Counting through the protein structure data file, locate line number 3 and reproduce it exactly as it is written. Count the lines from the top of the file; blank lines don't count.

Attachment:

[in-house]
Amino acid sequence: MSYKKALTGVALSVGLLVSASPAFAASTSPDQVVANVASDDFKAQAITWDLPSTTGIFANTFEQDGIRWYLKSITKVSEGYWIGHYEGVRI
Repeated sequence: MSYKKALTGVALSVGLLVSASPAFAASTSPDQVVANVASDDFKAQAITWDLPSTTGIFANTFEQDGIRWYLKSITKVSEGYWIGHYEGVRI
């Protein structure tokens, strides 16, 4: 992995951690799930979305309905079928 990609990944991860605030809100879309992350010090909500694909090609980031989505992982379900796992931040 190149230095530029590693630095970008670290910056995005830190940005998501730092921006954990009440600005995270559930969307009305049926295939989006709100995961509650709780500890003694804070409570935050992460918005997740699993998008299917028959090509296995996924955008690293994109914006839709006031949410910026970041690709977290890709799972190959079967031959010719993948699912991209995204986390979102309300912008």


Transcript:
Repeated sequence: MSYKKALTGVALSVGLLVSASPAFAASTSPDQVVANVASDDFKAQAITWDLPSTTGIFANTFEQDGIRWYLKSITKVSEGYWIGHYEGVRI